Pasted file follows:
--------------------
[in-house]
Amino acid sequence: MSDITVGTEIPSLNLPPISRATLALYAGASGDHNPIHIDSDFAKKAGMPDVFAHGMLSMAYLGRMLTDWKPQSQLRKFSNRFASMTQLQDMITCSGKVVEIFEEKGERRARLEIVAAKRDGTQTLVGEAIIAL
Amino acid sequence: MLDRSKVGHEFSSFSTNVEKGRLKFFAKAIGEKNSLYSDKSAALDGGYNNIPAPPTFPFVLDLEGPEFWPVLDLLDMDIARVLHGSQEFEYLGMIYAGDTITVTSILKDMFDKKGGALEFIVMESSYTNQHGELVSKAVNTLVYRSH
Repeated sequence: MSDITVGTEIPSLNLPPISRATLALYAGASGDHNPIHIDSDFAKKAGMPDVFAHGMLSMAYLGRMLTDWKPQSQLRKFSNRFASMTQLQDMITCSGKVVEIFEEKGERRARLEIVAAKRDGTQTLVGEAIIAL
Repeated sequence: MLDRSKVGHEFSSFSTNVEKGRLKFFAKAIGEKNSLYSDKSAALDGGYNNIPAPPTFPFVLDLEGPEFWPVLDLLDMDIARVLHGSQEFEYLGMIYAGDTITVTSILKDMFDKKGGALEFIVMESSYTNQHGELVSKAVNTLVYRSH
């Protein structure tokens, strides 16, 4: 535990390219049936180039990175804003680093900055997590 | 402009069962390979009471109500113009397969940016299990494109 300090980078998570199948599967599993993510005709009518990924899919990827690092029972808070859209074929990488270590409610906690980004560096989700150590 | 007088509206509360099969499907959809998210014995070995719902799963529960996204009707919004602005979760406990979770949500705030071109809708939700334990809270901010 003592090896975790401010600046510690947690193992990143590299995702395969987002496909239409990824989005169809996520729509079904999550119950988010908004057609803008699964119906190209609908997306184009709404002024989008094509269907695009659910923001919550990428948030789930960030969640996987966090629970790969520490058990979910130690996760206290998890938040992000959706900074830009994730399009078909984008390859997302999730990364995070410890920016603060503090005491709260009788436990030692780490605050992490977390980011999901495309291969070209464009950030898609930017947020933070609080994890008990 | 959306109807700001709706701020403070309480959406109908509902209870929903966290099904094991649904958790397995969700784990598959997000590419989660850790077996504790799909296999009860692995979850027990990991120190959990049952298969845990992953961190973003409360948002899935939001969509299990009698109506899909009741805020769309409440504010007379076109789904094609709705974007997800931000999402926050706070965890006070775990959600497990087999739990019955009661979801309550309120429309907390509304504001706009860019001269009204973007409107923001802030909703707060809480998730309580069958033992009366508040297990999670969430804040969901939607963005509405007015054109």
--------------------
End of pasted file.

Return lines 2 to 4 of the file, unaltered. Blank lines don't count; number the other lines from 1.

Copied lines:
Amino acid sequence: MSDITVGTEIPSLNLPPISRATLALYAGASGDHNPIHIDSDFAKKAGMPDVFAHGMLSMAYLGRMLTDWKPQSQLRKFSNRFASMTQLQDMITCSGKVVEIFEEKGERRARLEIVAAKRDGTQTLVGEAIIAL
Amino acid sequence: MLDRSKVGHEFSSFSTNVEKGRLKFFAKAIGEKNSLYSDKSAALDGGYNNIPAPPTFPFVLDLEGPEFWPVLDLLDMDIARVLHGSQEFEYLGMIYAGDTITVTSILKDMFDKKGGALEFIVMESSYTNQHGELVSKAVNTLVYRSH
Repeated sequence: MSDITVGTEIPSLNLPPISRATLALYAGASGDHNPIHIDSDFAKKAGMPDVFAHGMLSMAYLGRMLTDWKPQSQLRKFSNRFASMTQLQDMITCSGKVVEIFEEKGERRARLEIVAAKRDGTQTLVGEAIIAL